• Increase the amount of fish in your diet! Dark-meat fish, such as swordfish, salmon, mackerel, sardines,) are excellent in certain measures of cognition. Omega-3 fats  alone (which are present in high amounts in fish)  have not been shown to help dementia.
  • Avoid sleep restriction! Get plenty of sleep! Sleep seems to expand the area between brain cells making it easier to clear beta-amyloid and toxins from the brain, sleep disruption impairs this capability.
  • DASH diet: A healthy diet that includes fruit, vegetables, fiber, low sugar content, and low saturated fat, helps with blood pressure and overall health. The American Heart Association recognizes this diet as being effective in a number of health scores.
  • Consider the Mediterranean Diet. More on this diet later.
  • Antioxidant vitamins, such as vitamin E/C/beta-carotene, B vitamins, phosphatidyl serine, ginkgo, huperzin-A, and other supplements have been found to be ineffective in preventing memory decline and dementia.
  • Insane Medicine - Plaques in the brain - what a pain
    Insane Medicine – Plaques in the brain – what a pain!
  • http://dashdiet.org/    – this is a link to the DASH diet – a heart-healthy option
  • http://www.nhlbi.nih.gov/health/health-topics/topics/dash/
  • http://www.mayoclinic.org/healthy-living/nutrition-and-healthy-eating/in-depth/dash-diet/art-20048456  – Mayo clinic presents the DASH diet

Alzheimer’s Disease – new screening tests in the near future?

 

 

Alzheimers disease brain tissue

Insane Medicine -Alzheimers disease
Alzheimer’s disease – neurons affected by plaques.
  • 5 million people are affected by Alzheimer’s Disease (A.D.) in the U.S., with a 1% incidence in the age group of 60-70 and 6-8% in the 85 year old category.
  • It is a progressive disease leading to eventual functional incapacity. There is a resulting loss of retention of recent memories at first with a progression to loss of remote memories in later stages. Language, abstract reasoning, and executive or decision making functions are impaired. Patients become household and work impaired. Some become delusional or psychotic.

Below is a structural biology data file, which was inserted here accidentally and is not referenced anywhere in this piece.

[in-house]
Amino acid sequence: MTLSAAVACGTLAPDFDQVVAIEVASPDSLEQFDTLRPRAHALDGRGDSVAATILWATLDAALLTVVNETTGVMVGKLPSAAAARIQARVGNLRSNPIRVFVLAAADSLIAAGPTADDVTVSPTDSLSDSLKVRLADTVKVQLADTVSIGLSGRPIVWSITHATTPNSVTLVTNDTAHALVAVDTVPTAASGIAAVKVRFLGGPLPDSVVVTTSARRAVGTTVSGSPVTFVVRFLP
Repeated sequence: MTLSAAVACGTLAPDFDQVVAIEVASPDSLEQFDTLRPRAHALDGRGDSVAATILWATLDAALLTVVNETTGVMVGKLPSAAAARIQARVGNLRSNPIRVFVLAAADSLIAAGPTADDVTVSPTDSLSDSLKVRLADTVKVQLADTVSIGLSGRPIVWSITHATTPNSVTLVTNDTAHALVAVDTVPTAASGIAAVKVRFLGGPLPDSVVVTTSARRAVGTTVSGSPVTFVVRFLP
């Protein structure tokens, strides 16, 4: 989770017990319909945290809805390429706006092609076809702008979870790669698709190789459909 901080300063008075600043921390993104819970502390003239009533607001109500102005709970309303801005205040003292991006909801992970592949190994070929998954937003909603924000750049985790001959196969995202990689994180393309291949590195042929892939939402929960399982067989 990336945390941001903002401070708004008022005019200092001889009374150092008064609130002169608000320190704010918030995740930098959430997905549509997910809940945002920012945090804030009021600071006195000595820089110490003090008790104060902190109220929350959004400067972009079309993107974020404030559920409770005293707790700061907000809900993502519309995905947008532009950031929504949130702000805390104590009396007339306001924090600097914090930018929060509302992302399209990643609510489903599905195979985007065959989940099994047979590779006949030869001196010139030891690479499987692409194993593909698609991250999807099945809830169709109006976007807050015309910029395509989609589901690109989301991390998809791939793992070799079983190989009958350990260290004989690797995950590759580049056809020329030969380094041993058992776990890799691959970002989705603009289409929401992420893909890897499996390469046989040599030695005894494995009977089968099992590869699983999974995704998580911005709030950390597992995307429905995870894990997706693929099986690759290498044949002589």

• This disease is the result of hyperphosphorylated Tau proteins that form neurofibrillary tangles inside the neurons. Also there are plaques of beta-amyloid that deposit in the brain, disrupting neuronal function.
  • Family history plays a role in the disease, with an individual having twice the average risk of disease if a first degree relative has Alzheimer’s.
  • Genetic changes, such as the presence of Apolipoprotein E4 mutation, increases the risk of A.D. by 2-5 times average risk by the age of 60-80.
  • Other causes of dementia must be ruled out before Alzheimer’s Disease is diagnosed. Reversible causes especially must be looked for, such as B12 deficiency, infections such as syphilis, thyroid disorders, autoimmune disorders, medication side effects, and drug abuse, especially alcohol.
  • A.D. results in difficulty in performing sequential tasks with poor decision-making skills eventually. This results in an at-risk population of elders, who are easy prey for con-artists looking to make money off impaired individuals.
  • Neuropsychiatric testing can help determine a person’s capabilities.
  • Cedar-Sinai Medical Center is developing a retinal imaging device that may identify A.D. 15-20 years earlier than other tests, such as PET scanning. Using curcumin, a compound found in the spice Tumeric, researchers discovered that the curcumin bound the Alzheimer’s plaques and could be seen in the retina. This resulted in 100% detection of the disease. Some people without the disease, however, tested positive with this testing.
  • Another retinal test is being evaluated by the Banner Alzheimer’s Institute using Fluorescent Ligand Eye Scanning (FLES). Researchers could detect beta-amyloid in the retinas of A.D. patient 85 % of the time.
  • Such retinal scans will allow for earlier detection of A.D.
  • There is no specific treatment for Alzheimer’s Disease, so there are a lot of ethical considerations that need to be evaluated in performing such tests. However, earlier detection may allow an individual to protect their financial and personal well-being from poor decision-making by allowing  specified power-of-attorneys to help make decisions when executive functioning starts to fail.
  • Other A.D. findings: Recently, a new protein, TDP-43, also seen in Amyotrophic Lateral Sclerosis (Lou Gehrig’s Disease) ,has been associated with A.D. Additionally, A.D. patient can be screened for impairment through an inability of smell detection as well, using a 40-item smell detection test, called the University of Pennsylvania Smell identification Test.